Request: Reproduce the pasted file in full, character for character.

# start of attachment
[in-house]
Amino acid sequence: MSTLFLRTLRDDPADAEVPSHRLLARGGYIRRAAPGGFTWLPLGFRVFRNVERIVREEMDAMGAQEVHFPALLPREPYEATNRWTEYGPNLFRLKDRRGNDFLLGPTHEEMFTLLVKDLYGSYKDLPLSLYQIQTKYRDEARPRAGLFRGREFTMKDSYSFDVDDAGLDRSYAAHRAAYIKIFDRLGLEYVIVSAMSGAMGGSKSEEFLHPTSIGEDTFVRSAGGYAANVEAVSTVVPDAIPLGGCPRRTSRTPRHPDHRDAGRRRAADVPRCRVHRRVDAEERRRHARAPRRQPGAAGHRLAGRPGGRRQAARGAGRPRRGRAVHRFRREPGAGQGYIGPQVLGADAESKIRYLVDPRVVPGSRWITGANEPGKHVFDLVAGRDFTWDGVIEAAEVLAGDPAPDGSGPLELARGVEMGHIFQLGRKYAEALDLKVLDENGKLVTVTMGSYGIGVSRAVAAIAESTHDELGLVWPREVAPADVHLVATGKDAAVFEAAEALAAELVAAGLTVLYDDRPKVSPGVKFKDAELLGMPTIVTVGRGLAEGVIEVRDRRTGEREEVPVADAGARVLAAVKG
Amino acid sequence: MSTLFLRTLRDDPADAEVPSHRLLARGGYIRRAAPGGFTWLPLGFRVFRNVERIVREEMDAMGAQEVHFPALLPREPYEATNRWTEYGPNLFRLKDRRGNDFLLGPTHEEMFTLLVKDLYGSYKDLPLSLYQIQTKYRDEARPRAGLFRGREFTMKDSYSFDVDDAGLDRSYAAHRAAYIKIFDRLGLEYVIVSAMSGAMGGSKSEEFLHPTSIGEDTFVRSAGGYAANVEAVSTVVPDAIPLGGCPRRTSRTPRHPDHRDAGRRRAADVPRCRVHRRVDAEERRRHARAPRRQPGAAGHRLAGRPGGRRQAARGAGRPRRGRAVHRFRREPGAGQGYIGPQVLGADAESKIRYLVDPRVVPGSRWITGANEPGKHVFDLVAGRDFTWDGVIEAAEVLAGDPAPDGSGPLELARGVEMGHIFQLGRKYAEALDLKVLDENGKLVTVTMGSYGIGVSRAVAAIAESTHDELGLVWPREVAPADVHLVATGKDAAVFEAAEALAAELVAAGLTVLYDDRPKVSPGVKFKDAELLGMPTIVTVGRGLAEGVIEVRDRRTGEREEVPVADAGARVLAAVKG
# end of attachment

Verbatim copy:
[in-house]
Amino acid sequence: MSTLFLRTLRDDPADAEVPSHRLLARGGYIRRAAPGGFTWLPLGFRVFRNVERIVREEMDAMGAQEVHFPALLPREPYEATNRWTEYGPNLFRLKDRRGNDFLLGPTHEEMFTLLVKDLYGSYKDLPLSLYQIQTKYRDEARPRAGLFRGREFTMKDSYSFDVDDAGLDRSYAAHRAAYIKIFDRLGLEYVIVSAMSGAMGGSKSEEFLHPTSIGEDTFVRSAGGYAANVEAVSTVVPDAIPLGGCPRRTSRTPRHPDHRDAGRRRAADVPRCRVHRRVDAEERRRHARAPRRQPGAAGHRLAGRPGGRRQAARGAGRPRRGRAVHRFRREPGAGQGYIGPQVLGADAESKIRYLVDPRVVPGSRWITGANEPGKHVFDLVAGRDFTWDGVIEAAEVLAGDPAPDGSGPLELARGVEMGHIFQLGRKYAEALDLKVLDENGKLVTVTMGSYGIGVSRAVAAIAESTHDELGLVWPREVAPADVHLVATGKDAAVFEAAEALAAELVAAGLTVLYDDRPKVSPGVKFKDAELLGMPTIVTVGRGLAEGVIEVRDRRTGEREEVPVADAGARVLAAVKG
Amino acid sequence: MSTLFLRTLRDDPADAEVPSHRLLARGGYIRRAAPGGFTWLPLGFRVFRNVERIVREEMDAMGAQEVHFPALLPREPYEATNRWTEYGPNLFRLKDRRGNDFLLGPTHEEMFTLLVKDLYGSYKDLPLSLYQIQTKYRDEARPRAGLFRGREFTMKDSYSFDVDDAGLDRSYAAHRAAYIKIFDRLGLEYVIVSAMSGAMGGSKSEEFLHPTSIGEDTFVRSAGGYAANVEAVSTVVPDAIPLGGCPRRTSRTPRHPDHRDAGRRRAADVPRCRVHRRVDAEERRRHARAPRRQPGAAGHRLAGRPGGRRQAARGAGRPRRGRAVHRFRREPGAGQGYIGPQVLGADAESKIRYLVDPRVVPGSRWITGANEPGKHVFDLVAGRDFTWDGVIEAAEVLAGDPAPDGSGPLELARGVEMGHIFQLGRKYAEALDLKVLDENGKLVTVTMGSYGIGVSRAVAAIAESTHDELGLVWPREVAPADVHLVATGKDAAVFEAAEALAAELVAAGLTVLYDDRPKVSPGVKFKDAELLGMPTIVTVGRGLAEGVIEVRDRRTGEREEVPVADAGARVLAAVKG